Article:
Play Live Radio
Next Up:
0:00 0:00
Available On Air Stations
Supported by
Read the digital editionDownload the full issue as a pdf

UNLV Turns the Big 6-0

Old Campus

From a plot of land to a valley mainstay in just six short decades: a brief, celebratory miscellany!


Back in the Day

What can we say about UNLV in 192 words? Let’s find out!

Sponsor Message

Before it was UNLV, as everyone knows, it was Nevada Southern University — and if that sounds like a rather pointed reminder to Las Vegans that their school was an appurtenance to the Reno university, check out its original name, back when Maryland Parkway was a dirt road, and classes were being taught in local high schools and churches because the campus had no building: the Southern Regional Division of the University of Nevada, Reno. Can’t you practically feel the north patting the south on the head? But there have been six decades, a couple of name changes, several mascots, dozens of structures, battles over north-south funding disparities, 16 university presidents (15 of them men), a basketball championship, a couple of scandals, and many acre-feet of academic activity since the school convened its first classes in the fall of 1957.  No longer the “Tumbleweed Tech” it was derided as in its early years, or even the “commuter campus” it was later derided as, UNLV now solidly anchors the Midtown neighborhood (especially with recent buildings giving the campus more university-like curb appeal), and is a cornerstone of the valley’s educational, cultural, and scientific life.


Hidden(ish) Gems at UNLV

Baepler Xeric Garden

On just 1.5 acres in the center of campus, this desert garden is more than decorative — with its mix of species from arid regions around the globe, it’s a “living laboratory” for biology and landscape architecture students. Artists also use it for installations from time to time. And for the visitor to campus, it’s a space of quiet, meditative beauty. Outside the Barrick Museum of Fine Art,


Sponsor Message

Maurine Jackson Smith Pipe Organ
Next time the door to the university’s Doc Rando Recital Hall is open, pop in for a look at a musical marvel: a pipe organ of some 3,000 pipes organized in 53 clusters — 10,000 handmade pieces altogether. (It took four years to build, paid for by a $500,000 donation.) It debuted in 2004. With its gleaming pipework rising some 40 feet, it really is a pipe dream.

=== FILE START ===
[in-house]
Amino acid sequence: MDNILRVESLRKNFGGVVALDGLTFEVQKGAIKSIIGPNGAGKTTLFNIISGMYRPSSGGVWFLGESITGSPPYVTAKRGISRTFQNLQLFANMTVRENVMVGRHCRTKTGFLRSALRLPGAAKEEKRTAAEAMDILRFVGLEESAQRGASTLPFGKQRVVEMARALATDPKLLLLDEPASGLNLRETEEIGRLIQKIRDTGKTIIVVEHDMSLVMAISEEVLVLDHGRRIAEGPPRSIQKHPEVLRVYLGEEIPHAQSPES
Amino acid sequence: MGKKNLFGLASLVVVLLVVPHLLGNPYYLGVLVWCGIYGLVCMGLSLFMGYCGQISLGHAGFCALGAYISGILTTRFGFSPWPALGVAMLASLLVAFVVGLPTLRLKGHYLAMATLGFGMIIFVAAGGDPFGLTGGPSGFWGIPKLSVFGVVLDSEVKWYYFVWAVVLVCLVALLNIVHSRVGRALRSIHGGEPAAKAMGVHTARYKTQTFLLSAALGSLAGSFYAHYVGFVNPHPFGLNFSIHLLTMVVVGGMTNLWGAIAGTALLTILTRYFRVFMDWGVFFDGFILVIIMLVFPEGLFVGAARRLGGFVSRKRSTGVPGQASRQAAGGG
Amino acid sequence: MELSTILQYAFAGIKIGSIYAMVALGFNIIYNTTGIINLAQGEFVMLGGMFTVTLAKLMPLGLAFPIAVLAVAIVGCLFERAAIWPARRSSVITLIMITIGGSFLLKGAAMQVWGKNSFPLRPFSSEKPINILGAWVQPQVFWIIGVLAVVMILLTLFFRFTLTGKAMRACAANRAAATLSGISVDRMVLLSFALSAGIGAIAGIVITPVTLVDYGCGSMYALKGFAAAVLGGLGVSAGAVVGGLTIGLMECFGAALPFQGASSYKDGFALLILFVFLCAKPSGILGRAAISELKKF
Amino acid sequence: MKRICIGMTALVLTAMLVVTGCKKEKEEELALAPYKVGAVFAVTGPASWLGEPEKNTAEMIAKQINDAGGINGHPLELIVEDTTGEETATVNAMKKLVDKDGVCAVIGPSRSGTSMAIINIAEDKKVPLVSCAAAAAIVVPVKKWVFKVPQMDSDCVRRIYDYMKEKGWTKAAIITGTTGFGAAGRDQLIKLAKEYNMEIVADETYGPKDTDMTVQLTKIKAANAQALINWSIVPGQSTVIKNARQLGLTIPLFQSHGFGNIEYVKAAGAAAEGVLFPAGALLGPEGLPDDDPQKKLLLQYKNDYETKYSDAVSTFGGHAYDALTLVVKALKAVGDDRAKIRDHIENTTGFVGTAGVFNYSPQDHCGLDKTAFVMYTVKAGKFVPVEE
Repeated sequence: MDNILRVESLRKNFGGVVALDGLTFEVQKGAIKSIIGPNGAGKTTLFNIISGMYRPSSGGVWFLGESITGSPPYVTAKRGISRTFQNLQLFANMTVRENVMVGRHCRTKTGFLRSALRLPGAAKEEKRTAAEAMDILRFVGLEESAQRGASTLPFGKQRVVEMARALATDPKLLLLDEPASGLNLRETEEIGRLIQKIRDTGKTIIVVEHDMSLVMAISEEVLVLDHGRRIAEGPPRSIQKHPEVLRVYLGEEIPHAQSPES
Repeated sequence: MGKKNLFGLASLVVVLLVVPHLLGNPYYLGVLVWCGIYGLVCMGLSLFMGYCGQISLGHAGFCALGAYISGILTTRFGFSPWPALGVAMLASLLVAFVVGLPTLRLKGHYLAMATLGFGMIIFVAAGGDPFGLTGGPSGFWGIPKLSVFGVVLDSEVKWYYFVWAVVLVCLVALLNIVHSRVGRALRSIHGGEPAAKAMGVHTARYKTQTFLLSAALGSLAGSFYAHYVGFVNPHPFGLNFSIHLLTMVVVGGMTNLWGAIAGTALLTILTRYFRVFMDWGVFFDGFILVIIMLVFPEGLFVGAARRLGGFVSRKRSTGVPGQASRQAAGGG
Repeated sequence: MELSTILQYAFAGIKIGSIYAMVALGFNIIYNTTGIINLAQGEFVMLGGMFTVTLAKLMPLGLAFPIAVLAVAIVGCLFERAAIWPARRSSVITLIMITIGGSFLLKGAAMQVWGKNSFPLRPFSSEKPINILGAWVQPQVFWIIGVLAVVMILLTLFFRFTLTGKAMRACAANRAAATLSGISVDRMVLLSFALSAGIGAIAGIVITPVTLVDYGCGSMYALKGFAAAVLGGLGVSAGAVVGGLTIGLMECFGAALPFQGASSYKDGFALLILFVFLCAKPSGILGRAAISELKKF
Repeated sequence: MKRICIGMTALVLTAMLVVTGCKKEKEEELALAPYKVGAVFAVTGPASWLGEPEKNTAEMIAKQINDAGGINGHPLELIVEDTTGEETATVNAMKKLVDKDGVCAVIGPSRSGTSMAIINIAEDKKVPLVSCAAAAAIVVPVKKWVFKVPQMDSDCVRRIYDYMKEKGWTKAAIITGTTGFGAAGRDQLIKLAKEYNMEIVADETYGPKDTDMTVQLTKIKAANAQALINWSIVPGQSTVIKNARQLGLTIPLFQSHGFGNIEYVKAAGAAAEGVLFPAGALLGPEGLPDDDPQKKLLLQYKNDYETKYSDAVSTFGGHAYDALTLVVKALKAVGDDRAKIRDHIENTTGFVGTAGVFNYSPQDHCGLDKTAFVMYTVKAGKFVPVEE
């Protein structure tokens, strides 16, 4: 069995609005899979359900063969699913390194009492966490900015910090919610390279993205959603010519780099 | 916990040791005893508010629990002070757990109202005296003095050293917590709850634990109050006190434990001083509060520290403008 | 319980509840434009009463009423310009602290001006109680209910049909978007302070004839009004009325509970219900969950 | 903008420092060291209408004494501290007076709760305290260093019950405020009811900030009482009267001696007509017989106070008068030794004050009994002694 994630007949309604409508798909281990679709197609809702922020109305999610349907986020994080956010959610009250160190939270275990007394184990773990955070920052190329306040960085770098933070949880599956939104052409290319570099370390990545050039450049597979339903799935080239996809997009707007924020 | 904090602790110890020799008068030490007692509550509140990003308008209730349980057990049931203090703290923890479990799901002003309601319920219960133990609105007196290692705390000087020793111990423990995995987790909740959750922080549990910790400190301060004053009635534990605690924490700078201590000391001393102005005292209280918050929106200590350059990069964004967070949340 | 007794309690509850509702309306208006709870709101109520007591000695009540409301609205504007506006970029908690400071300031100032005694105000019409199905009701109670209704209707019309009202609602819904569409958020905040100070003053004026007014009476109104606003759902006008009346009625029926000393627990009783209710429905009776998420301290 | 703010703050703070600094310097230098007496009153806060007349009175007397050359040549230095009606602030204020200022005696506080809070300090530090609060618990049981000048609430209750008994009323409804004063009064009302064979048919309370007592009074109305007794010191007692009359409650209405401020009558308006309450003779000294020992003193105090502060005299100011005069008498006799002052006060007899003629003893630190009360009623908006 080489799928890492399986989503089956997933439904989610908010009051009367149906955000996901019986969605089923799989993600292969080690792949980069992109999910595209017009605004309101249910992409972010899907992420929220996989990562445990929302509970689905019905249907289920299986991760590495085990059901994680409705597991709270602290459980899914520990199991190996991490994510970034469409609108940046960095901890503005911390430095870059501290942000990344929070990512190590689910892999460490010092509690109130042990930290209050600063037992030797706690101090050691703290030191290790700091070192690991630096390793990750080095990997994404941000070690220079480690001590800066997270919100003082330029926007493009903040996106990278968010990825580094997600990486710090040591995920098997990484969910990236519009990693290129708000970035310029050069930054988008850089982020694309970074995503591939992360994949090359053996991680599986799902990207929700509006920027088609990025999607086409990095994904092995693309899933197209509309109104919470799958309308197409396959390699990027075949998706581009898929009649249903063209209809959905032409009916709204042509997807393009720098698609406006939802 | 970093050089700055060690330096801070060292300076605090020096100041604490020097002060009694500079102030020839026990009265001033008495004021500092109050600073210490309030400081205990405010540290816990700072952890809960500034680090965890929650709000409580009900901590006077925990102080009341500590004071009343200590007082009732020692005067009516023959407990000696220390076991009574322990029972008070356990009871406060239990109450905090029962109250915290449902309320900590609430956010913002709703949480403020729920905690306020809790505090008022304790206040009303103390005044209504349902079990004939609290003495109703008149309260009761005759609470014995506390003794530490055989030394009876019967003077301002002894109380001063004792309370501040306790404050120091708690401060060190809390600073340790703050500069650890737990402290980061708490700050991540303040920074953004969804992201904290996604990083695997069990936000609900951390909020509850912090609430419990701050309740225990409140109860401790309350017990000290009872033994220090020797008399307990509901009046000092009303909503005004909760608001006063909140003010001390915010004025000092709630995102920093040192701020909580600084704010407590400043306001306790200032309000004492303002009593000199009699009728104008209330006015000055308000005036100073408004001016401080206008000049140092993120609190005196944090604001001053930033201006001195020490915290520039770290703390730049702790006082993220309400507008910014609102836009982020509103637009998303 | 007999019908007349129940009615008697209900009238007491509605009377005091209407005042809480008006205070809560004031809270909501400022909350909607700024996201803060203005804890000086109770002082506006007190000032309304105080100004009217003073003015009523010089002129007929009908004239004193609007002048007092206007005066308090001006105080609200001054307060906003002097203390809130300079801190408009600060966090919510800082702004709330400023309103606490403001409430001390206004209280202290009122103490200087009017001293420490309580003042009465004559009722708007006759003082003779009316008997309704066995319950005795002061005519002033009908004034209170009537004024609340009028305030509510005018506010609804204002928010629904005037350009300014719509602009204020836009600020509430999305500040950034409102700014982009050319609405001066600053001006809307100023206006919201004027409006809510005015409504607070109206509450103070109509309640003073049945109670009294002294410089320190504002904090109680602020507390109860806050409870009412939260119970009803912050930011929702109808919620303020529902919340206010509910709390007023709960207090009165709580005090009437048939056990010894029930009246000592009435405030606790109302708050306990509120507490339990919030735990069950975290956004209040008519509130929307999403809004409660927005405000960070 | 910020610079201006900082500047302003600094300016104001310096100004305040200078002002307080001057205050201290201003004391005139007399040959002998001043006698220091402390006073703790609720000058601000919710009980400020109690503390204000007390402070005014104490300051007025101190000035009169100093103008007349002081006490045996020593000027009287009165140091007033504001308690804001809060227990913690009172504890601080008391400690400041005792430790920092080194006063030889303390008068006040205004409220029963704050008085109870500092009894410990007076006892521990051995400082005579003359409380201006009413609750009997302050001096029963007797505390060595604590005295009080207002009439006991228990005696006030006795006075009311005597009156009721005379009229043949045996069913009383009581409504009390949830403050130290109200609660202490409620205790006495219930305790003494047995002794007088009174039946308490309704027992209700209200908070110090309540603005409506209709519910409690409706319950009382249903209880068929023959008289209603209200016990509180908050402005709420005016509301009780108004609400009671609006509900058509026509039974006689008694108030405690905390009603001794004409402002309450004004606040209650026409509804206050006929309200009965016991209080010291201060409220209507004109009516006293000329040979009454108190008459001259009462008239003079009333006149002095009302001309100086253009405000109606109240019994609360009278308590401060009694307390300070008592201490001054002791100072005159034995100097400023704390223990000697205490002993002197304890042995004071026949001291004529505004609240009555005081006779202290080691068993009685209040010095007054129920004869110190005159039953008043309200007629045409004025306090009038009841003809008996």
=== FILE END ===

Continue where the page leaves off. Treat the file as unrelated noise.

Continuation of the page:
Houssels House

Twenty grand. That’s what it cost to move a house across the city back in 1983. And what a house: Built in 1933 on Sixth Street, the Tudor home was described then as the most modern in Nevada — it had a glass-enclosed shower! And it was owned by two major local figures: lawyer Harley Harmon (namesake of the street) and gamer Kell Houssels. Saved by preservationists, it was sited at UNLV, meaning the campus’ oldest building has only been there for 34 years.

Sponsor Message


Nine Wildly Random Factoids About UNLV

$1: What artist Mike Miller charged UNLV for the Hey Reb design in 1982

29: Students in UNLV’s first graduating class

Founder of Weight Watchers: Who UNLV’s Jean Nidetch Women’s Center is named for

The Pioneer Wall: All that’s left of Maude Frazier Hall, UNLV’s first building

Honorary doctorates: Bob Hope (1970), Jimmy Kimmel (2013), Diana Ross (1984), Wayne Newton (1980), CSI creator Anthony Zuiker (2003), Frank Sinatra (1976)

“Cliched,” “reminiscent of authoritarian spectacle”: One reason why artists Claes Oldenburg and Coosje van Bruggen didn’t aim UNLV’s Flashlight sculpture upward

Sand-Burners, A-Bombs, Nuggets: Suggested alternatives to Rebels as UNLV mascot

Furniture: What was given to UNLV’s first building by mobster/philanthropist Moe Dalitz

A Blackberry: Most incongruous item in UNLV time capsule, to be opened in 2058